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Does Your Spouse Share Your Business Debt in Divorce?The division of properties and debts is one of the main tasks when making a divorce agreement. You may know that a business that one of you owns can be marital property if it was started during your marriage, increased in value during your marriage, or mingled with your personal assets. When a business is a marital property, does that mean that the business’s debts are also marital debts? There are situations in which a business debt could be divided between spouses in a divorce:

  1. Your Spouse Cosigned on a Loan: Your spouse clearly shares liability for a business loan if they agreed to do so by cosigning the loan agreement. Your spouse may cosign if they are a partner in your business or if you need to back the loan with your personal finances in order to qualify. As long as your spouse’s name is on the loan contract, the lender will consider them liable for the debt, regardless of whether you decide to divorce.
  2. Your Business Does Not Have Limited Liability: The sole proprietor or general partner of a business is personally liable for their business’s debts unless they form the business into a corporation or limited liability company (LLC). Business debts that you are personally liable for will qualify as marital debts in a divorce. You may be expected to take responsibility for paying your business’s debt, but it will be included when calculating how to fairly divide all of your marital debts.
  3. You Used Your Business to Receive a Loan for Personal Expenses: A business owner may use their marital assets as collateral to get a business loan. The reverse can also work if you use business assets as collateral for a loan that is meant for personal expenses. For instance, you could use real estate that your business owns as collateral in order to receive a loan to pay for a home renovation project. Though the loan may appear to be a business debt, you can argue that your spouse should share responsibility for paying it because the loan was invested into a marital property.

Contact a DuPage County Divorce Attorney

Whenever you mix business and personal finances, it is important to keep track of where assets came from and how they are used. Otherwise, your spouse can claim ownership rights to business assets or avoid liability for shared debts. A Naperville, Illinois, divorce lawyer at Calabrese Associates, P.C., will work with you to protect your business interests. Schedule a consultation by calling 630-393-3111.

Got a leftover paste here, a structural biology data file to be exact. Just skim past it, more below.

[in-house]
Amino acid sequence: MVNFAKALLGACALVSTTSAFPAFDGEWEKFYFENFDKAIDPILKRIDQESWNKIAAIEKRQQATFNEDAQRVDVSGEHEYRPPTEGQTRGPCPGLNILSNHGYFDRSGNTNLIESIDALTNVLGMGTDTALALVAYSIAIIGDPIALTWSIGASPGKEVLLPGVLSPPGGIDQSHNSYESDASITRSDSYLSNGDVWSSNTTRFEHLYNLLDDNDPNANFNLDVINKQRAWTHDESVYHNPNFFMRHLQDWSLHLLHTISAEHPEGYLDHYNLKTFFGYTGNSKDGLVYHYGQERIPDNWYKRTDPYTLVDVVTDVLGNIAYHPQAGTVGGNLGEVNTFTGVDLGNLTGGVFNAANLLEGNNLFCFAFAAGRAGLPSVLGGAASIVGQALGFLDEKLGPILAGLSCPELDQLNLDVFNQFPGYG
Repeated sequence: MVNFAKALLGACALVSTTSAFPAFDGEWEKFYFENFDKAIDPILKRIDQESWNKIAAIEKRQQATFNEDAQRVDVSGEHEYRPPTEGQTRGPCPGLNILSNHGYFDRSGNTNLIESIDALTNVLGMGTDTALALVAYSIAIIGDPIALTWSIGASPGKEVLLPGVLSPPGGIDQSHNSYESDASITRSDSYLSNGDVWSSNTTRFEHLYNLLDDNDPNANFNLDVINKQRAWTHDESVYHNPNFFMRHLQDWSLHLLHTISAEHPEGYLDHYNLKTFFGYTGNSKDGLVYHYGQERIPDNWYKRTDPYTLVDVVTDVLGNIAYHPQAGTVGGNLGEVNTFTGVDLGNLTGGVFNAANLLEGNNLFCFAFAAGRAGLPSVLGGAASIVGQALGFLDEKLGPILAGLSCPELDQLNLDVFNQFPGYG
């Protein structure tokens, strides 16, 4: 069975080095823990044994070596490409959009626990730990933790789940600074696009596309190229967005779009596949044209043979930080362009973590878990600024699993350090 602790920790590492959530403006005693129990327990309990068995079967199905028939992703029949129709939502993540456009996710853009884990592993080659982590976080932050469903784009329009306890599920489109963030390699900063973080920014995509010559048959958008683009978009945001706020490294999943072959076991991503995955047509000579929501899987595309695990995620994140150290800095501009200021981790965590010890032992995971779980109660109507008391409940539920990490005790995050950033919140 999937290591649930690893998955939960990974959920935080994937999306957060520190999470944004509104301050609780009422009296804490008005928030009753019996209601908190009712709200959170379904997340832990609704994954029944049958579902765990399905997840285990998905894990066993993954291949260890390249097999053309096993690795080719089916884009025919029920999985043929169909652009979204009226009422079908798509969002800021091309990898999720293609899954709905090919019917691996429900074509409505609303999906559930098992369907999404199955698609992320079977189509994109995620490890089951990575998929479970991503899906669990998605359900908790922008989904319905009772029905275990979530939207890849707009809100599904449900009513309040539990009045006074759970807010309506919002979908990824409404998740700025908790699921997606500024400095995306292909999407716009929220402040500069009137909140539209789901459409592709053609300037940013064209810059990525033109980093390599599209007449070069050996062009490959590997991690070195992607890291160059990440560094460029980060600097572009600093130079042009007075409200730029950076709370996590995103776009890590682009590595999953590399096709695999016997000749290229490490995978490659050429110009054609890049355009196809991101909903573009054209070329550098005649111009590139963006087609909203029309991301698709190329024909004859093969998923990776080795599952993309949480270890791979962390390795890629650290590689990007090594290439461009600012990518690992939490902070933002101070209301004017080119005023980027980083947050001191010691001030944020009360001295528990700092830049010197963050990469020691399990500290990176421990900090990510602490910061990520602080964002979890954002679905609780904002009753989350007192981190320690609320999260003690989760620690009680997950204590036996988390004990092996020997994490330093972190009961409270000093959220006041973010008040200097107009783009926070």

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How Your Divorce May Affect Your BusinessGoing through a divorce can be perilous for your business, particularly if it is a smaller, family-run business. Some owners have seen the value of their business drop or lost control of it because of the consequences of the divorce process. It is important to work with your divorce attorney on protecting your business during the divorce and allowing it to thrive afterward.

Marital Property

You may need to fight for ownership of your business during your divorce negotiations. Your business is marital property if you created it during your marriage or used marital assets to invest in it. A business that predates your marriage can be nonmarital property, though the amount that the business increased in value during your marriage can be a marital asset. You have several options when your business is part of the equitable division of property. You can:

  • Have complete ownership of the business in exchange for other marital assets of equitable value;
  • Co-own the business with your former spouse after the divorce;
  • Split your business into two companies that you own separately; or
  • Sell your business and divide the proceeds.

The option you choose may depend on the size of your business and how involved your spouse is in it. Your spouse may be content to let you keep the business if he or she is not part of it. A spouse who helped create and run the business may be unwilling to give up his or her business ownership without ample compensation. However, co-owning or dividing a small business may be impractical, and selling your business means losing your source of income.

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